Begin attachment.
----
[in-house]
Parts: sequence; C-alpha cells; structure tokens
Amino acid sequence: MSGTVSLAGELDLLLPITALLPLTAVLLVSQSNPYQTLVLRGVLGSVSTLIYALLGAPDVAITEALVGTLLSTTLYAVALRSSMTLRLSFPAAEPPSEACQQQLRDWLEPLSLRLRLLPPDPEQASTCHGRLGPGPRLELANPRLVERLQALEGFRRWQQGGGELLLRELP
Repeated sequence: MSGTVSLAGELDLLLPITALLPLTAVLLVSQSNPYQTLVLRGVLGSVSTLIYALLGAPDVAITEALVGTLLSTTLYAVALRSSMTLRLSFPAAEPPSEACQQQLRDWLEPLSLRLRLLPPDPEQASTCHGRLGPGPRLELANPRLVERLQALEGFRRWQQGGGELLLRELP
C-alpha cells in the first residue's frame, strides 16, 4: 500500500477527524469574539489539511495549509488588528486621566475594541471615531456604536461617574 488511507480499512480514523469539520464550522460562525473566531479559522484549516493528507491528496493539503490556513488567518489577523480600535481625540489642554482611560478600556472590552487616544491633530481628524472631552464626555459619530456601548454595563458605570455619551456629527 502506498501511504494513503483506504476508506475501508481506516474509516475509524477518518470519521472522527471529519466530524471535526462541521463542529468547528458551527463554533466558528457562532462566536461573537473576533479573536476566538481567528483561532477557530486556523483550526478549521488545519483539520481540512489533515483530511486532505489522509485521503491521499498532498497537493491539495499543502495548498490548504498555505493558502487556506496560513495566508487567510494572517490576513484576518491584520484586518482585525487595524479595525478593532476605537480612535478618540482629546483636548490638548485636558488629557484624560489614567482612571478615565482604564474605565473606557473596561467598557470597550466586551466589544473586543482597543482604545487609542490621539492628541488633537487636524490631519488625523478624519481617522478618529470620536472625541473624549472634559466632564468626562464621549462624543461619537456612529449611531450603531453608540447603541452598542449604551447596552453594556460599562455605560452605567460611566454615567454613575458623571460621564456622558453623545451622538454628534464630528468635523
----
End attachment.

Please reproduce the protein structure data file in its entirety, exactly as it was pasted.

[in-house]
Parts: sequence; C-alpha cells; structure tokens
Amino acid sequence: MSGTVSLAGELDLLLPITALLPLTAVLLVSQSNPYQTLVLRGVLGSVSTLIYALLGAPDVAITEALVGTLLSTTLYAVALRSSMTLRLSFPAAEPPSEACQQQLRDWLEPLSLRLRLLPPDPEQASTCHGRLGPGPRLELANPRLVERLQALEGFRRWQQGGGELLLRELP
Repeated sequence: MSGTVSLAGELDLLLPITALLPLTAVLLVSQSNPYQTLVLRGVLGSVSTLIYALLGAPDVAITEALVGTLLSTTLYAVALRSSMTLRLSFPAAEPPSEACQQQLRDWLEPLSLRLRLLPPDPEQASTCHGRLGPGPRLELANPRLVERLQALEGFRRWQQGGGELLLRELP
C-alpha cells in the first residue's frame, strides 16, 4: 500500500477527524469574539489539511495549509488588528486621566475594541471615531456604536461617574 488511507480499512480514523469539520464550522460562525473566531479559522484549516493528507491528496493539503490556513488567518489577523480600535481625540489642554482611560478600556472590552487616544491633530481628524472631552464626555459619530456601548454595563458605570455619551456629527 502506498501511504494513503483506504476508506475501508481506516474509516475509524477518518470519521472522527471529519466530524471535526462541521463542529468547528458551527463554533466558528457562532462566536461573537473576533479573536476566538481567528483561532477557530486556523483550526478549521488545519483539520481540512489533515483530511486532505489522509485521503491521499498532498497537493491539495499543502495548498490548504498555505493558502487556506496560513495566508487567510494572517490576513484576518491584520484586518482585525487595524479595525478593532476605537480612535478618540482629546483636548490638548485636558488629557484624560489614567482612571478615565482604564474605565473606557473596561467598557470597550466586551466589544473586543482597543482604545487609542490621539492628541488633537487636524490631519488625523478624519481617522478618529470620536472625541473624549472634559466632564468626562464621549462624543461619537456612529449611531450603531453608540447603541452598542449604551447596552453594556460599562455605560452605567460611566454615567454613575458623571460621564456622558453623545451622538454628534464630528468635523